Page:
Resume writing services

Discussion in 'The Okie Corral' started by volky, Jul 19, 2018.

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  1. volky

    volky NRA Member Millennium Member

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    There's plenty of them out there with prices to match. I need to get a new one that's up to speed. Which one has anyone used with success? How about turnaround times?

    Just a standard one in the technical services field.
     
  2. RPK Clone

    RPK Clone

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    Dont they have free forms on the internet where you just plug in your info and it spits it out? Maybe I'm wrong.
    Either way, I'm following this thread because I need to do one also.
     

  3. volky

    volky NRA Member Millennium Member

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    Yeah, I found plenty of free ones, you still need the proper buzzwords and wording. That's where I'm lacking. Also, I don't want to get passed over because it didn't catch someone's attention.

    In this case, it may be worth exactly what you paid for it.
     
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  4. Rabid Rabbit

    Rabid Rabbit

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    Writing services are for generic resumes which worked until computers came along making editing easy. Now you should edit each resume for each job nobody outside your industry knows the buzz words like you. the best advice that I received was to write for each resume and write to hit their hot points, you have between 11 to 17 seconds to make the first cut. the guy that told me this watched and timed the entire process and several companies.
     
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  5. DWARREN123

    DWARREN123 Grumpy Old Guy

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    You should know the "hot points" to make.
    Do your own unless there is a service around that does them for your field.
     
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  6. racerford

    racerford

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    In almost all the big companies, they are first screened by computer. Then some get read by humans. So a perfect resume for the computer screen could easily fail the human reading and the converse is true.

    There are sites out that that compare your resume against the job description and tell you how well you match.

    www.jobscan.co is one of them.
     
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  7. blackjack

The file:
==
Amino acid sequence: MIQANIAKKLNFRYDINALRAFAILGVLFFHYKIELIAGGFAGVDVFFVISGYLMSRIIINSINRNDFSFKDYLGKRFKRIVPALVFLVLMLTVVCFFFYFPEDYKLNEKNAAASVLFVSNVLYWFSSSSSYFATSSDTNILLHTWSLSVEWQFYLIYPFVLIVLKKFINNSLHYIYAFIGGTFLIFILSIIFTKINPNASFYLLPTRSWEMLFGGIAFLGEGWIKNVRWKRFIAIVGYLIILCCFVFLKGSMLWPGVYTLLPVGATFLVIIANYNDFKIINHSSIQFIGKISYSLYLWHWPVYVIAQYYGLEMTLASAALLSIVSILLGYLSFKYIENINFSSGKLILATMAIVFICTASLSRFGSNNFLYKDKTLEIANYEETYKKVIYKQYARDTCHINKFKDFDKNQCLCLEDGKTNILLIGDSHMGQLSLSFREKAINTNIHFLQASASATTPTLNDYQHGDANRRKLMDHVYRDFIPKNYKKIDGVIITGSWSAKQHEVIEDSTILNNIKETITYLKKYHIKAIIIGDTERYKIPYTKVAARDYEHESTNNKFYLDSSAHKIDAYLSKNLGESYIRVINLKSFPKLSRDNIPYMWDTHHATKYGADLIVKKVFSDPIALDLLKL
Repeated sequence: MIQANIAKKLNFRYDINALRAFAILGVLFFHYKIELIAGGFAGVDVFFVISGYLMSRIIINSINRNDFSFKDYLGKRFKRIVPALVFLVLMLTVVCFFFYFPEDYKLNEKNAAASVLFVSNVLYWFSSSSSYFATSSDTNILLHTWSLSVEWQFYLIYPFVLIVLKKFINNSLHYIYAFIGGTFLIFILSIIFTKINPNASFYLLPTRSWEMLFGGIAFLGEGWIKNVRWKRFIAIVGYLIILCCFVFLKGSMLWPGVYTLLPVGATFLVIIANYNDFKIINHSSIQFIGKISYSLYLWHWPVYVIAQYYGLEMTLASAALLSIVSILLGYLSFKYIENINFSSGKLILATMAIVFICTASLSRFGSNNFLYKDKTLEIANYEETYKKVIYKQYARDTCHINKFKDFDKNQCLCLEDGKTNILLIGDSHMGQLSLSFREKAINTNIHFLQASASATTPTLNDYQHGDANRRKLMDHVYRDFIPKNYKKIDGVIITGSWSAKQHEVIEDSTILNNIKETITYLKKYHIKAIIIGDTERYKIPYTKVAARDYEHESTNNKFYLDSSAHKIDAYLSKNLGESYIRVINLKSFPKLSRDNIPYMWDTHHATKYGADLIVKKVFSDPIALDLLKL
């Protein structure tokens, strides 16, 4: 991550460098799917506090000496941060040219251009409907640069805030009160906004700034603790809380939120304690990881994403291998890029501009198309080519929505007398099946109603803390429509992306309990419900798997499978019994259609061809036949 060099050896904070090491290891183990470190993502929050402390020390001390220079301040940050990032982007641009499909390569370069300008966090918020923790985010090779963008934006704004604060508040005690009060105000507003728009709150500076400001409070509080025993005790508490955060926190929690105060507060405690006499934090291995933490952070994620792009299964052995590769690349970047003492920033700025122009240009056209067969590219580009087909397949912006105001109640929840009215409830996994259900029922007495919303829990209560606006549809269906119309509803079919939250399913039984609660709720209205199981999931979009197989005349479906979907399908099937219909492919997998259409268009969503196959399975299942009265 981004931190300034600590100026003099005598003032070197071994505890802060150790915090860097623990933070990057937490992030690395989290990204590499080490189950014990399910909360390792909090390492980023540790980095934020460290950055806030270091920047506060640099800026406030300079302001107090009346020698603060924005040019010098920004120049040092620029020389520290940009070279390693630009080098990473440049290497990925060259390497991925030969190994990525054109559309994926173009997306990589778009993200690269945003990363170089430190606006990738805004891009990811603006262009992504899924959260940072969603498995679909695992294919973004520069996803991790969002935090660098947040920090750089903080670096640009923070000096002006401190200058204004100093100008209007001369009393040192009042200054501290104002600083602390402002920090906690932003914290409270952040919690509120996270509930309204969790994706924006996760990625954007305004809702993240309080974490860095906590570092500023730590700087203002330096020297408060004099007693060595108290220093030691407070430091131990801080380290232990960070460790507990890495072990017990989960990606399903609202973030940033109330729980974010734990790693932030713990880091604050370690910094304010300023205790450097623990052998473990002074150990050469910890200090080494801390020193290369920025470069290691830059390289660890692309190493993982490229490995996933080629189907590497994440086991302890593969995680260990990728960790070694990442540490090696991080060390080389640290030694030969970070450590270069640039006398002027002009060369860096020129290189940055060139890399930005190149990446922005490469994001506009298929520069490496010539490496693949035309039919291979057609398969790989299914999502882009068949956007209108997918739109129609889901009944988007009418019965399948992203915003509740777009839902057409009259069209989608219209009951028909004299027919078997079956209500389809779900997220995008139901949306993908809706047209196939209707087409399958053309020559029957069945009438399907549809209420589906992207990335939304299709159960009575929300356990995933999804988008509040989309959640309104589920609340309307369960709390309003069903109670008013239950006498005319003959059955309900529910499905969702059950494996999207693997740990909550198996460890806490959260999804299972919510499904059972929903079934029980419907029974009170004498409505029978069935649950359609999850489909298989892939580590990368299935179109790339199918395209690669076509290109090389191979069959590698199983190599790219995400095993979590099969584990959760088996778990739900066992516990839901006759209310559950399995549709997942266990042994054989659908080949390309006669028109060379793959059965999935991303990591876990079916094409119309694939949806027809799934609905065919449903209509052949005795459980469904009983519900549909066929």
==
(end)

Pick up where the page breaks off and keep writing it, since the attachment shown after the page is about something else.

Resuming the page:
blackjack

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    LinkedIn does the comparison automatically if you've loaded your profile. Click on the featured job and it will give you a match percentage. This is part of the basic, no-charge website. It's not a deep dive into a resume or the more esoteric buzzwords but it's a good reality check, IMO.

    Best advice given in the thread so far is to have a solid, basic resume that you can tweak to match the job announcement's knowledge, skills, and abilities. The same applies to the cover letter. I just did this a couple of days ago for an interesting job. I'm not really actively searching but the LinkedIn match was very close so I thought I'd jump into the mix to see what happens.
     
  8. Rotn1

    Rotn1

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    Get a book or use a website that shows you different lay-outs and styles.
    Write it yourself.
    No one knows you and your skills better than you.
     
  9. Biggsly

    Biggsly Good looking deplorable

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    I agree with a lot of what the others said. Just have a pretty solid resume and make little changes for the company that you are wanting to work for. My company works work wide. We are huge. I know that when people just send their resume to the website, it is checked for buzz words and then is looked at by recruiters. The best thing you can do is skip this process. Find someone that works in one of the offices and get your resume to them. I look at them every week. When people call and ask about working here, I tell them to send their resume to me, or even better, bring it in. I don't look for buzz words. I read it and look for who I think is a good match. When I interview I look at the big picture.
    1. Personality
    2. Is this person going to fit in with the people here, or clash
    3. Are they willing to listen and learn?
    4. Are they going to stick around, or just passing through?

    Anyone can learn a skill and task, if everyone likes them and they are dependable and care about the job.

    I don't care if you are the most skilled person on the planet, if you don't want to learn, or if you clash with the employees, it is not going to work.
     
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  10. Darkangel1846

    Darkangel1846

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    You can write your own much easier. The format is on the net. All you have to do is tell the truth with a little exaggeration, but don't lie! Remember under hobbies do not mention anything that could be considered violent, racist, or political. Be sure to clean up your facebook page.
     
  11. ithaca_deerslayer

    ithaca_deerslayer

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    For whatever it's worth...
    When I'm on a search committee, I look for a cover letter to tell me how a person's resume fits the job and company applied for.

    Without effectively doing that, I'm not likely to read the resume with much interest.